Only because an employee has been engaged as a casual or temporary employee or that he had been employed for a number of years, the same by itself may not lead to the conclusion that such appointment had been made with the object of depriving him of the status and privilege of a permanent employee. Unlike other statutes, the employer does not have any statutory liability to give permanent status to an employee on completion of a period specified therein. What is, therefore, necessary to be considered for drawing an inference in terms of the said provisions would be to consider the entire facts and circumstances of the case.

A finding of fact has been arrived at, keeping in view the nature of engagement offered to Appellant by Respondent, by the Tribunal. The burden to prove that Respondent resorted to unfair labour practice indisputably was on the workman. There had been breaks in service but then it has rightly been held that the same were not artificial ones.

Requirement to employ employees on a temporary basis is writ large on the face of the nature of the project undertaken by Respondent. There was nothing on record to show that it had been getting contract on regular basis.

We have perused the charts filed by the parties herein wherefrom it appears that the contract awarded in favour of Respondent by its various clients had not only been in different parts of the country but also outside the country.

It has also not been disputed before us that although the name of Appellant used to be recommended by the Head Office of Respondent but for employing him, a telegram used to be sent from the site office, in response whereto he would report at the place specified in the telegram and would be offered appointment in the prescribed proforma as noticed supra.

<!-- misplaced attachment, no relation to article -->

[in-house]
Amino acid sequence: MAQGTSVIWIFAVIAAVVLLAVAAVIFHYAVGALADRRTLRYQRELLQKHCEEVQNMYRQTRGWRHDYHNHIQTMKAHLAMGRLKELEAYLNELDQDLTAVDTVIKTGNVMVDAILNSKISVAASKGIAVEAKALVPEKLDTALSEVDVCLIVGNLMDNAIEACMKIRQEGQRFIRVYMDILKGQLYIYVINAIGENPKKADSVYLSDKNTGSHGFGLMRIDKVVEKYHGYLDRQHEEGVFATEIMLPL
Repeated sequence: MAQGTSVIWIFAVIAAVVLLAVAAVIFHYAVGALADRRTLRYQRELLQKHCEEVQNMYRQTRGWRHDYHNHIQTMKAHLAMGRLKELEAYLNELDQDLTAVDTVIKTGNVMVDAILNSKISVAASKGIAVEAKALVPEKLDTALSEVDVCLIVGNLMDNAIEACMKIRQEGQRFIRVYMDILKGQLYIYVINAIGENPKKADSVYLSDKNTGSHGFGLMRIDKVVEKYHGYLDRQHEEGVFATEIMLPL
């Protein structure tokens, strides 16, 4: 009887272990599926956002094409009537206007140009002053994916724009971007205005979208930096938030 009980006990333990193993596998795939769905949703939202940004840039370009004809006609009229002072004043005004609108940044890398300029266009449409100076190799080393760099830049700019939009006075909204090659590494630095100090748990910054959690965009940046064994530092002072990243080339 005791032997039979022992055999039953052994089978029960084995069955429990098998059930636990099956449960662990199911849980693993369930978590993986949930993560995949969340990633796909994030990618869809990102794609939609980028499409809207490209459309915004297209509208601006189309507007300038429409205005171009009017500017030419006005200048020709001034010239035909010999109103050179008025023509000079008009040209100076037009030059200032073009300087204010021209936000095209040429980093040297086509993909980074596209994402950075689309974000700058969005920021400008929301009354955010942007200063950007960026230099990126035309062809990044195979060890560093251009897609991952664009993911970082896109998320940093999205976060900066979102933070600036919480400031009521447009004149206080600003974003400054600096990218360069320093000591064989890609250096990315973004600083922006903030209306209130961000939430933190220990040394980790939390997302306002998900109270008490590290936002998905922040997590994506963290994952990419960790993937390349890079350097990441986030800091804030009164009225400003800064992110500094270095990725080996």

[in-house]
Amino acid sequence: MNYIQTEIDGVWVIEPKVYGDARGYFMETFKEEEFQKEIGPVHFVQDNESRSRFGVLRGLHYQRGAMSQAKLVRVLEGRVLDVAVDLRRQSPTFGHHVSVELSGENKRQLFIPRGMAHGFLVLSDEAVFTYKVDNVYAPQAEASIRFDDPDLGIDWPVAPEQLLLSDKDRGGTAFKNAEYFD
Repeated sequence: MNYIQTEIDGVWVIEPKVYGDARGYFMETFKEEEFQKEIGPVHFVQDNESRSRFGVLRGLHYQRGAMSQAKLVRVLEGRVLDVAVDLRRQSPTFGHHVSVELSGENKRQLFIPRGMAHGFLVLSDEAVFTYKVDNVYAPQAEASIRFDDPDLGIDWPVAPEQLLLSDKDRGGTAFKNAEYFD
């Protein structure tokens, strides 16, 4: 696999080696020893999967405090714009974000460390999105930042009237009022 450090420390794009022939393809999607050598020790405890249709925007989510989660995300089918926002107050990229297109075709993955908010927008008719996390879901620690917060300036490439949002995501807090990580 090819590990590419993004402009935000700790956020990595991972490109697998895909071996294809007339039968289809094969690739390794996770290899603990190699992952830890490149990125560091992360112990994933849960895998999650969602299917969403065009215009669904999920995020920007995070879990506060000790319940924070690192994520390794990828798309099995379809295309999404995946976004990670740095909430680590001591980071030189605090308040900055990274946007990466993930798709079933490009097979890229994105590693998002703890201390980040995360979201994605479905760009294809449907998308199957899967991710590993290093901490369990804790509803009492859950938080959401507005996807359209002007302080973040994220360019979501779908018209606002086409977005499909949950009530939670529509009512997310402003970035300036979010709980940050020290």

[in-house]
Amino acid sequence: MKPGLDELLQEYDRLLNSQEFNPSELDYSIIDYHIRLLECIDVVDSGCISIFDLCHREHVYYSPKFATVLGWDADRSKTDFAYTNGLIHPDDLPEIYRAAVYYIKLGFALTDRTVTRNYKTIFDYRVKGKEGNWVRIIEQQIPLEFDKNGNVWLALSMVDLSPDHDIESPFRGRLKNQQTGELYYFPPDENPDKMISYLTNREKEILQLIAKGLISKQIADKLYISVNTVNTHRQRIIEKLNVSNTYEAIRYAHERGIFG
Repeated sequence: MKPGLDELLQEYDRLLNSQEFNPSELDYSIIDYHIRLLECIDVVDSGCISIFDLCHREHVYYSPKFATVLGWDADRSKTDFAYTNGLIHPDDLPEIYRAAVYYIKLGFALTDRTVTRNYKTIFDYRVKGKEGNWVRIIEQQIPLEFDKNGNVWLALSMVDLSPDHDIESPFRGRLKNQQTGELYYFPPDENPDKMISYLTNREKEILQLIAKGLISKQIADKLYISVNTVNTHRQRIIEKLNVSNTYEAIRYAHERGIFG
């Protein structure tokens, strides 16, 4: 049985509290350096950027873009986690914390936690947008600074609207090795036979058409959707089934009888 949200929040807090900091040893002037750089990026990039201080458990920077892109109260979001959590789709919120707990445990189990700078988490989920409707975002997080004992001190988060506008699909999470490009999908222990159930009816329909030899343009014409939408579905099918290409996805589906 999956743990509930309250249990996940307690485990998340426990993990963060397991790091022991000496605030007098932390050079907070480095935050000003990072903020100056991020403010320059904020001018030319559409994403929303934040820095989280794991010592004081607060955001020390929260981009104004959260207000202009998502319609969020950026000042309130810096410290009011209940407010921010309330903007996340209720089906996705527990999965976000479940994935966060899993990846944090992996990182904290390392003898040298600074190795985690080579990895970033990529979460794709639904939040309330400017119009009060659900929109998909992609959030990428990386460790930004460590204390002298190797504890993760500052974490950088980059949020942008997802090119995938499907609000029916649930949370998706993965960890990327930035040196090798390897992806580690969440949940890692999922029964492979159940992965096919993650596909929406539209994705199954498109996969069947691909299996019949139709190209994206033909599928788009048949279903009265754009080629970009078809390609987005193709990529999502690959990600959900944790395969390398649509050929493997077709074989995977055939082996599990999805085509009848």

The period of employment had all along been commensurate with the period of work undertaken by Respondent under the respective contracts. It may be a small contract or it may be a big one. Period of contract in each case was indeed bound to be different. Each site office of Respondent Company is also a separate establishment.

It has furthermore not been denied or disputed that services of the employees engaged on such terms would come to an end on completion of the period of contract. Such retrenchment would come within the purview of Section 2(oo)(bb) of the Industrial Disputes Act. Once the period of contract was fixed and the same was done keeping in view the nature of job, it cannot be said that the act of the employer in terminating the services of Appellant was actuated by any malice. Such an act on the part of the employer cannot be said to have been resorted to for defrauding an employee. The object of such temporary employment was bona fide and not to deprive the concerned employee from the benefit of a permanent status.